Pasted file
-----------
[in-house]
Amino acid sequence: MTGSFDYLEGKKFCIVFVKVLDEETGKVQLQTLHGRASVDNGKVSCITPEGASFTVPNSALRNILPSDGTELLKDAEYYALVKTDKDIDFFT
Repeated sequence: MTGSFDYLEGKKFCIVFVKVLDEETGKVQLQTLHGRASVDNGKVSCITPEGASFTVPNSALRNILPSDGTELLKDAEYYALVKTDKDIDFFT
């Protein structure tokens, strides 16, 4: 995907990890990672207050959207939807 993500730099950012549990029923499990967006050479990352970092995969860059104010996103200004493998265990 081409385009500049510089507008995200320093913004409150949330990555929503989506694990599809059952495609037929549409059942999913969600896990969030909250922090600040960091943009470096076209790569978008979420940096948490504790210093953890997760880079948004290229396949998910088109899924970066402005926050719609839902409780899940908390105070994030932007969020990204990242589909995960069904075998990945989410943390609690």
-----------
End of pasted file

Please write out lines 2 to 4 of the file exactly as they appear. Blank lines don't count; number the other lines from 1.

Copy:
Amino acid sequence: MTGSFDYLEGKKFCIVFVKVLDEETGKVQLQTLHGRASVDNGKVSCITPEGASFTVPNSALRNILPSDGTELLKDAEYYALVKTDKDIDFFT
Repeated sequence: MTGSFDYLEGKKFCIVFVKVLDEETGKVQLQTLHGRASVDNGKVSCITPEGASFTVPNSALRNILPSDGTELLKDAEYYALVKTDKDIDFFT
């Protein structure tokens, strides 16, 4: 995907990890990672207050959207939807 993500730099950012549990029923499990967006050479990352970092995969860059104010996103200004493998265990 081409385009500049510089507008995200320093913004409150949330990555929503989506694990599809059952495609037929549409059942999913969600896990969030909250922090600040960091943009470096076209790569978008979420940096948490504790210093953890997760880079948004290229396949998910088109899924970066402005926050719609839902409780899940908390105070994030932007969020990204990242589909995960069904075998990945989410943390609690």